BIA Strikes Down Miranda-Like Warnings For Immigrants

Jose, a lawful permanent resident, crosses the border into Mexico to retrieve his nephew, a citizen of Guatemala. Jose attempts to bring his nephew into the United States by using his son’s birth certificate for entry. Jose’s son is a U.S. citizen by birth. Jose is stopped at the border and interrogated by Customs agents. During this interrogation, Jose admits to using his son’s birth certificate to bring his nephew across the border. Jose is then issued a Notice to Appear before an Immigration Judge for a removal hearing. During the hearing, Jose moves to suppress his admission because the Customs agent failed to advise Jose that he had a right to hire a lawyer and that any statement that he made would be used against him in the removal proceedings. Is Jose right?

If Jose were charged with a criminal offense, his statements would be suppressed because the Customs agent violated his Miranda Rights. That is, Jose has a right to remain silent, the right to have an attorney present prior to and during any questioning, and the right to have an attorney appointed to him at no cost, if he can’t afford an attorney.

However, Jose was not charged with a crime. He was charged with being removable from the United States for violating the immigration laws. According to the Board of Immigration Appeals in Matter of E-R-M-F & A-S-M, 25 I&N Dec. 580 (BIA 2011), Jose was not entitled to any warnings until he was “placed in formal proceedings.” In other words, until the Notice To Appear was filed with the Immigration Court, which would be long after he was questioned, he is not entitled to be told that he has the right to an attorney being present, at his own cost, before any questioning.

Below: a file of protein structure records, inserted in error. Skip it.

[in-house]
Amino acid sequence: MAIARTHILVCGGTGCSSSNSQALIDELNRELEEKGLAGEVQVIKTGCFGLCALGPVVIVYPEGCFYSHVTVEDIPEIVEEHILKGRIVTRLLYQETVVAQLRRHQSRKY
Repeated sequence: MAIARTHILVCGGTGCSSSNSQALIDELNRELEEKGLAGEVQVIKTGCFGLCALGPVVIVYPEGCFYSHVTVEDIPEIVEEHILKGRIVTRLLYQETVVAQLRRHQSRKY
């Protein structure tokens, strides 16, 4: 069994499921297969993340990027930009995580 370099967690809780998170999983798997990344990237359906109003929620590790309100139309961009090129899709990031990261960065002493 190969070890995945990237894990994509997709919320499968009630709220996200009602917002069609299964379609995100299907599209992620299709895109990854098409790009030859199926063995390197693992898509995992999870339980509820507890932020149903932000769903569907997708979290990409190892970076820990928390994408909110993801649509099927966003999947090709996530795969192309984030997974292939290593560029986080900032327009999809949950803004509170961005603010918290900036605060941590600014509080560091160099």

So what have we learned from this case? It is important to get the word out to immigrants everywhere (lawful permanent residents, nonimmigrant visa holders, unlawful presence aliens) that you have the right to hire an attorney and that any statement that you make will be used against you in the removal/deportation proceedings. Because the Government will not tell you.

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